The conference ended with two observer statements. CAROLA SACHSE (Vienna) was relieved that arguments over periodization within the historiography of human rights were replaced by productive efforts to analyze long-term developments and shifts in the meaning of human rights. The conference showed that inter-cultural comparison can be productive in understanding the strengths, weaknesses and risks embedded within human rights conceptions. She argued that specifying which human rights participants referred to would be important as human rights understood as a singular entity entail several contradictions, particularly between individuals and collectives like families, religions or cultures. Future research could address changing meanings of human rights and focus on geopolitical aspects of human rights. It could shed light on why the movements against human rights turned out to be intense and powerful after an initial period of human rights expansion at the beginning of the 1990s.
MICHAEL STOLLEIS (Frankfurt am Main) followed up on that point, emphasizing the strong distinction between the hopes of the early 1990s and the disappointments of today given developments in the Islamic world, Putin’s Russia, Turkey, neo-nationalism and neo-fascism in Europe and right-wing populism against the European Union. At the same time, he observed an increase in legal instruments and an enormous growth in human rights documents. While such developments do not automatically amount to improvements, Stolleis identified signs of hope. They include the expansion of authorities of the International Criminal Court in The Hague, a consolidation of rules of customary international law, the rejection of genocide and war of aggression, and the expansion of human rights to new thematic fields like disability or gender and the protection of culture and language. Stolleis concluded that a global state or world-society is a distant dream and that the impulse of nationalism and the nation-state cannot be repelled. Hence, states and supranational institutions have to be motivated to protect human rights legally and factually. He concluded by calling on scholars to take the contestations of human rights more seriously to understand where their attraction is coming from.
Norbert Frei (Universität Jena): Welcome
Jan Eckel (Universität Tübingen), Keynote: Victims of their Triumph. Human Rights since the 1990s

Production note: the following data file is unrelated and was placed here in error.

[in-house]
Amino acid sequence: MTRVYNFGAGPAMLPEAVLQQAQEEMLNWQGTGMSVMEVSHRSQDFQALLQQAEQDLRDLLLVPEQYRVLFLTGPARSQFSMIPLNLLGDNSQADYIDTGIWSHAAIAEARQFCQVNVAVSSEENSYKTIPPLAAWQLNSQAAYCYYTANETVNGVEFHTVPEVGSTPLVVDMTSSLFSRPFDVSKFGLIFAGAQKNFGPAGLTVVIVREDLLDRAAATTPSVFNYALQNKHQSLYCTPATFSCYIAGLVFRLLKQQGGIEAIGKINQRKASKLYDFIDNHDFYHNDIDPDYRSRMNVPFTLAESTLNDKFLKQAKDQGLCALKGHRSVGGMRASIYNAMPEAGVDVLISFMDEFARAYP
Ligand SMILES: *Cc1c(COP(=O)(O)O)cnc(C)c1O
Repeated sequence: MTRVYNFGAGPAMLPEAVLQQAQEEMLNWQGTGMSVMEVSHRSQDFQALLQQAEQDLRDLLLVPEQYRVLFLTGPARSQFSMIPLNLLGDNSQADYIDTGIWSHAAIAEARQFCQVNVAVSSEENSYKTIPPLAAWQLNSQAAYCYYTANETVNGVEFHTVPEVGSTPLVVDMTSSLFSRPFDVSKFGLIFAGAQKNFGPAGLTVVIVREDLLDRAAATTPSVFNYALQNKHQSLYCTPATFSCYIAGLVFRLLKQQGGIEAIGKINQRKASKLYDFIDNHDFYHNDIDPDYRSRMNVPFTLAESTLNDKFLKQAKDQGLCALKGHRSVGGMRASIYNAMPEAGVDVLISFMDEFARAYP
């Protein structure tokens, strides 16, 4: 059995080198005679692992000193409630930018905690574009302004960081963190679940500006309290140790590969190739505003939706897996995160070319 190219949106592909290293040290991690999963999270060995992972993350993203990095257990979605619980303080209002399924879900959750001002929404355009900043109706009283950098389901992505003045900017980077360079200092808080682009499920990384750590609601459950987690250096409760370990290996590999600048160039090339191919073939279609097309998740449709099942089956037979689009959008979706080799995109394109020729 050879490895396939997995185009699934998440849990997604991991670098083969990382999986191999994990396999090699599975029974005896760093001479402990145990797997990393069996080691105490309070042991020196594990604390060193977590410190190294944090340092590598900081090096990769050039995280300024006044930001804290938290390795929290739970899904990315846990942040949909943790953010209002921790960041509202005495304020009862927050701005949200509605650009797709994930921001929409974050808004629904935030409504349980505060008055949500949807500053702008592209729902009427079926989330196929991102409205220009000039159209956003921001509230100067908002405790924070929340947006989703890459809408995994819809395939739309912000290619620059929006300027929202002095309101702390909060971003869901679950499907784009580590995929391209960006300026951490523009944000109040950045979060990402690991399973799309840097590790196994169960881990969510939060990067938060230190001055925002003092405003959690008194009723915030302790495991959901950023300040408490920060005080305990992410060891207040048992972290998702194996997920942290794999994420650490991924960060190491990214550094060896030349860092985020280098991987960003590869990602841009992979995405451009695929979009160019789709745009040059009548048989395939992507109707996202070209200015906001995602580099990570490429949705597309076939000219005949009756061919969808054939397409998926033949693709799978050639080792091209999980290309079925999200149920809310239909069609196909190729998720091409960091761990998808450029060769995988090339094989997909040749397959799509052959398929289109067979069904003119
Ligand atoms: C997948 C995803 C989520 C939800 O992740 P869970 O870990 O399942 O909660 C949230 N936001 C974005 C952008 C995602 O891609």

Panel I: Expansion
Chair: Miriam Rürup (Institut für die Geschichte der deutschen Juden, Hamburg)
Knud Andresen (Universität Hamburg): Multinational Corporations after Apartheid in South Africa
Celia Donert (University of Liverpool): Women’s Rights as Human Rights after 1990
Paul van Trigt (Universiteit Leiden): The Fall of Utopia and the Integration of Disability in International Law
Comment: Andrea Liese (Universität Potsdam)
Panel II: Intervention
Chair: Jost Dülffer (Universität Köln)
Stephen Wertheim (Columbia University, New York): Transformative Interventions: The Militarization of Humanitarianism
Markus Eikel (International Criminal Court, The Hague): International Criminal Law and the Prosecution of Human Rights Violations
Barbara Keys (University of Melbourne): The Convention against Torture as a Tool of Intervention
Comment: Claus Kreß (Universität Köln)
Panel III: Contestations and Alternatives
Chair: Daniel Stahl (Universität Jena)
Katrin Kinzelbach (Global Public Policy Institute, Berlin): Asian Values versus Western Values – a False Dichotomy
Gudrun Krämer (Freie Universität Berlin): On Difference and Hierarchy: Islamic Debates about Equity and Equality
Averell Schmid (Harvard University, Boston): Torture during the War on Terror: A Story of Contestation
Robert Horvath (La Trobe University, Melbourne): Nationalizing Human Rights in Russia
Comment: Susanne Buckley-Zistel (Universität Marburg)
Panel IV: Human Rights and Scholarship
Chair: Nina Reiners (Universität Potsdam)
Annette Weinke (Universität Jena): History und Transitional Justice – A Troubled Relationship
Matthias Koenig (Universität Göttingen): Between Distance and Engagement – Human Rights in the Social Sciences
Heike Krieger (Freie Universität Berlin): From Euphoria to Skepticism: Human Rights Discourses in International Law
Comment: José Brunner (Tel Aviv University)
Carola Sachse (Universität Wien)
Michael Stolleis (Max-Planck-Institut für europäische Rechtsgeschichte, Frankfurt am Main)